Can you get room unit specifications? It’s really worthwhile to pursue these.  <boring anecdote alert> I was in a school last week that had room heaters that essentially blow airflow across a heating coil. However, the units had openings to the outside so some fraction of outdoor air was being drawn into the room. I pulled specs on the unit, which had max airflow of 1000 cfm. However, I didn’t have time to measure airflow from the outdoors, and the unit specs don’t appear to have them. My guess is that under current operation the unit might pull 20% outdoor air, which would be 200 cfm – better than nothing but insufficient for the room demand (~400 cfm ventilation). My point is that many people are in the dark about the mechanical devices they’re surrounded by every day.

        In contemporary schools with ducted ventilation systems it’s likely that most of these systems will be central, so it’s also important to get specifications on these. Pulling specs will allow teachers to quickly determine if the system could conceivably pull enough ventilation air to be safe. However, it doesn’t absolve us of the responsibility to verify proper ventilation rates to every room. 

        Specific to school communications – I’m seeing a lot of statements designed to reassure teachers that have very little real substance. For instance, districts might say something like, “we’ve increased our ventilation system to 100%.” The claim is probably rooted  in the fact that some ventilation systems will fix airflow as a constant but allow users to program some fraction of air to recycle through filters to avoid overwhelming improperly designed heating and cooling equipment. But what quantity of airflow = 100% in this context? What if the 100% of the system capacity is 1/4 of the flow rate required to keep occupants safe?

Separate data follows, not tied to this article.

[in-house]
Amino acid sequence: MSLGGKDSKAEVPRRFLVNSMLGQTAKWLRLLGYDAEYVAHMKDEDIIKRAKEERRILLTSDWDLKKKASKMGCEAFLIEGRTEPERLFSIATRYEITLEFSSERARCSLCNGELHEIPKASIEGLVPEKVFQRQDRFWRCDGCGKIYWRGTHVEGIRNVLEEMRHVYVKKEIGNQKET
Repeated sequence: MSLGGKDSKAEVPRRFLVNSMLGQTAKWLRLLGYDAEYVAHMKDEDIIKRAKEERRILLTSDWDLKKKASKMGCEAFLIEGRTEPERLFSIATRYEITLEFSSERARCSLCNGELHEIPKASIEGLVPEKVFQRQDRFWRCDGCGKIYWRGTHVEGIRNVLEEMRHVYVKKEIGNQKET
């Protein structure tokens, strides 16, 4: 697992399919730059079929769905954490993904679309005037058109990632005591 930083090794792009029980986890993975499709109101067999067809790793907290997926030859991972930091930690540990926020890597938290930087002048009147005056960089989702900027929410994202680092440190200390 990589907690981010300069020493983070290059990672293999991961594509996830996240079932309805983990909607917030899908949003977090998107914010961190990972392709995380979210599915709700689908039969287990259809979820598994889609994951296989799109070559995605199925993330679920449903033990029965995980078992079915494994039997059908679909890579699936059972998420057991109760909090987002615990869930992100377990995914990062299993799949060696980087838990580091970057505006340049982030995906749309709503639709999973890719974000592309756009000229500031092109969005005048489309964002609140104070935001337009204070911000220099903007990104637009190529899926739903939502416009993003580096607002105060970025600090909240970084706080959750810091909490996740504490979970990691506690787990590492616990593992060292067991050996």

TL:DR takeaway:

        1. Get equipment specs
        2. Verify safety on a room-by-room basis
      • 2

        Another teacher here – are there currently available models of CO2 monitors you consider reliable? The one you linked is completely out of stock on Amazon.

      • 3

        Unfortunately I haven’t tested many other units, aside from in combustion sensors, which aren’t really applicable. My best guess is that you would probably have reliable monitoring down to the $70 price point, but loss of functionality. Most teachers probably don’t need data logging or an app that can link and track multiple sensors, so here’s a mid-range that would probably be fine: 

        And here’s a super cheap one that’s basic, but probably also OK: 

        I’d love to hear experiences from teachers tracking CO2 levels in their classrooms, so feel free to report back with the results!

    • 4

      Thanks for this! I was in my doctor’s office and noticed they had air purifiers everywhere. Do you think adding a .1 micron purifier to a room helps?

      • 3

        Good question! It’s sort of complicated. Yes, the scientists who study this widely believed that air purifiers are helpful. In addition, HEPA level filtration probably isn’t totally necessary for reducing Covid risk – mounting a 20×20 MERV 13 filter to the side of a box fan is probably effective and can be done for ~$40. 

        How a MERV 13 Air Filter and a Box Fan Can Help Fight Covid-19

        OTOH, ventilation (i.e. replacing indoor air with fresh air from outdoors) is widely viewed as superior to filtration. I suspect that most MD offices have very poor ventilation. HVAC is what I refer to as a landscape of endemic failure. So even when people genuinely believe that they have functional systems, they usually don’t. Consider carrying a CO2 monitor into densely occuppied commercial spaces. 1200 ppm of CO2 is a nearly universal standard by which rooms need increased ventilation, and nearly everyone working on Covid thinks a lower threshold of 800 ppm is reasonable. 

        The best filter info I’ve seen seems to be coming from CU. Tons of good stuff, but here are 2 names to follow:  

        About Me

        http://cires1.colorado.edu/jimenez/

      • 4

        Great info – thanks again! Very much appreciated.